Elevated mean diffusivity in widespread brain regions in congenital central hypoventilation syndrome

J Magn Reson Imaging. 2006 Dec;24(6):1252-8. doi: 10.1002/jmri.20759.


Purpose: To investigate whether mean diffusivity (MD) values are altered in brain areas underlying cardiovascular and respiratory control in congenital central hypoventilation syndrome (CCHS).

Materials and methods: Conventional and diffusion tensor imaging were performed in 15 CCHS and 30 control subjects, using a 3.0-Tesla MRI unit. Mean diffusivity maps were calculated from diffusion-weighted images, spatially normalized, smoothed, and compared between groups using analysis of covariance at each voxel with age as covariate. Global mean MD values of gray and white matter were determined in individual subjects and compared between groups and with age.

Results: Increased MD values appeared in CCHS over control subjects within multiple areas influencing breathing and cardiovascular control, including the midbrain, pons, and dorsal and ventral medulla. Other altered sites included cerebellar cortex and deep nuclei, basal ganglia, basal forebrain, and temporal and frontal cortices. Global mean MD values for gray and white matter did not differ between groups; however, gray matter MD values significantly increased with age (P < 0.02) in CCHS patients only.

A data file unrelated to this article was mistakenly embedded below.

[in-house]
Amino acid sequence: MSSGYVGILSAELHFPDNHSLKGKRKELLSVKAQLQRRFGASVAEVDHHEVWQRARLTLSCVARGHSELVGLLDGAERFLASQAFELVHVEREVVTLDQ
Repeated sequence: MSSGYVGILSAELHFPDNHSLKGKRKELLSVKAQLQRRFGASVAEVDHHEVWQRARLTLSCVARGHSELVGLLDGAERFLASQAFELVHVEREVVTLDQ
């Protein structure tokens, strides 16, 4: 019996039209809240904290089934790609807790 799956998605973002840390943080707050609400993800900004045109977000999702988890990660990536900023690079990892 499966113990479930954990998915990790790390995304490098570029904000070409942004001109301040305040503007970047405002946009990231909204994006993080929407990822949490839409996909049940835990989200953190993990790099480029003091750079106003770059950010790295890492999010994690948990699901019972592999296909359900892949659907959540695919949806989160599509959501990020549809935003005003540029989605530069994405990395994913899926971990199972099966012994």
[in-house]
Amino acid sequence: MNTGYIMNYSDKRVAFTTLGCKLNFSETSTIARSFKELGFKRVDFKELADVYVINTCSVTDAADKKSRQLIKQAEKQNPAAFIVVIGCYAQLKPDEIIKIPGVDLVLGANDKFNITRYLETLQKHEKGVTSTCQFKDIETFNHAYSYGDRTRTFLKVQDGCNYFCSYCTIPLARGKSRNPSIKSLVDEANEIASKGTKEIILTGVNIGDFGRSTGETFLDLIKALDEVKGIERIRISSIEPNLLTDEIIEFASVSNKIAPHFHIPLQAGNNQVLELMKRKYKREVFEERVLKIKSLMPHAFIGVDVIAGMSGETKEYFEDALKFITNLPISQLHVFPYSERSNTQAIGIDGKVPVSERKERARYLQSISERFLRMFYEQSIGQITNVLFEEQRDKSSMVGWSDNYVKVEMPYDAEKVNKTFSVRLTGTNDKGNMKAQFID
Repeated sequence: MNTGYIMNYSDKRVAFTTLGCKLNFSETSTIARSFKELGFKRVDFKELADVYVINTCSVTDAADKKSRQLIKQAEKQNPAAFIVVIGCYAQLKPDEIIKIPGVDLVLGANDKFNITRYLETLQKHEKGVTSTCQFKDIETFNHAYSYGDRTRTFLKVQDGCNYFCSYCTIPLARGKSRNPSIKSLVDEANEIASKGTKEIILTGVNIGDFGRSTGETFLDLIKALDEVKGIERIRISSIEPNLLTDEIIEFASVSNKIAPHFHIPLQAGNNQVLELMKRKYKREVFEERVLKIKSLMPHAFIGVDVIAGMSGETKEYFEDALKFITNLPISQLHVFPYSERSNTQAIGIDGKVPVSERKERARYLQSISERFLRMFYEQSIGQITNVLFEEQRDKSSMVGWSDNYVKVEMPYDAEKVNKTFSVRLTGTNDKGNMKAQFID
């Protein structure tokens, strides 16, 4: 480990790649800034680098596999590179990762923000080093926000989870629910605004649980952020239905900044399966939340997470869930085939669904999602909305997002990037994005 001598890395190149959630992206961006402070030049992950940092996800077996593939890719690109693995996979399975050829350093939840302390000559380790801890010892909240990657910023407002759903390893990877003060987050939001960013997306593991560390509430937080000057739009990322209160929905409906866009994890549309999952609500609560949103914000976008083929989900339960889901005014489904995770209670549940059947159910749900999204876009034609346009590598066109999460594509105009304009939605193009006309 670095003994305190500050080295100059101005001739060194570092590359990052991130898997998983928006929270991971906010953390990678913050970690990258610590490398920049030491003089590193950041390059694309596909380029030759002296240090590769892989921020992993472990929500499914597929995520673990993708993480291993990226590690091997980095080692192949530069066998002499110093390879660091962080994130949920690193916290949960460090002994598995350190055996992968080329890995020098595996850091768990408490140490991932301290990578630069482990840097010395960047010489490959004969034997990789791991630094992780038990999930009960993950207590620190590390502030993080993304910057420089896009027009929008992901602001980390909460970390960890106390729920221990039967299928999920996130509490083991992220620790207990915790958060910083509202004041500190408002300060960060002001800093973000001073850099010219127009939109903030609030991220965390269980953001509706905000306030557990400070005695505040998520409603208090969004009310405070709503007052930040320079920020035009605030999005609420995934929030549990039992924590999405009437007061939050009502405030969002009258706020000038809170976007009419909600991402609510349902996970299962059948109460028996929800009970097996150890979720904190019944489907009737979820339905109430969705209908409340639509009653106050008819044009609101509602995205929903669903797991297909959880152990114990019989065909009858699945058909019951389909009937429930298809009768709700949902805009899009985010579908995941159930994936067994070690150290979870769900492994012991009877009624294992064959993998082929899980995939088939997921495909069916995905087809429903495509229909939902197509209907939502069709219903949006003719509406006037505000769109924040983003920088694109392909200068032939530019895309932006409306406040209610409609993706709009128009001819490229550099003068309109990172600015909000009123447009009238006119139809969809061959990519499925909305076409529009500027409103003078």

Conclusion: Increased MD values suggest regional alterations or injury; affected areas include brainstem sites classically associated with autonomic and respiratory control. Other altered regions mediate additional physiological characteristics impaired in CCHS.

Publication types

  • Research Support, N.I.H., Extramural

MeSH terms

  • Adolescent
  • Algorithms*
  • Brain / pathology*
  • Child
  • Diffusion Magnetic Resonance Imaging / methods*
  • Female
  • Humans
  • Image Enhancement / methods*
  • Image Interpretation, Computer-Assisted / methods*
  • Male
  • Reproducibility of Results
  • Sensitivity and Specificity
  • Sleep Apnea, Central / congenital*
  • Sleep Apnea, Central / pathology*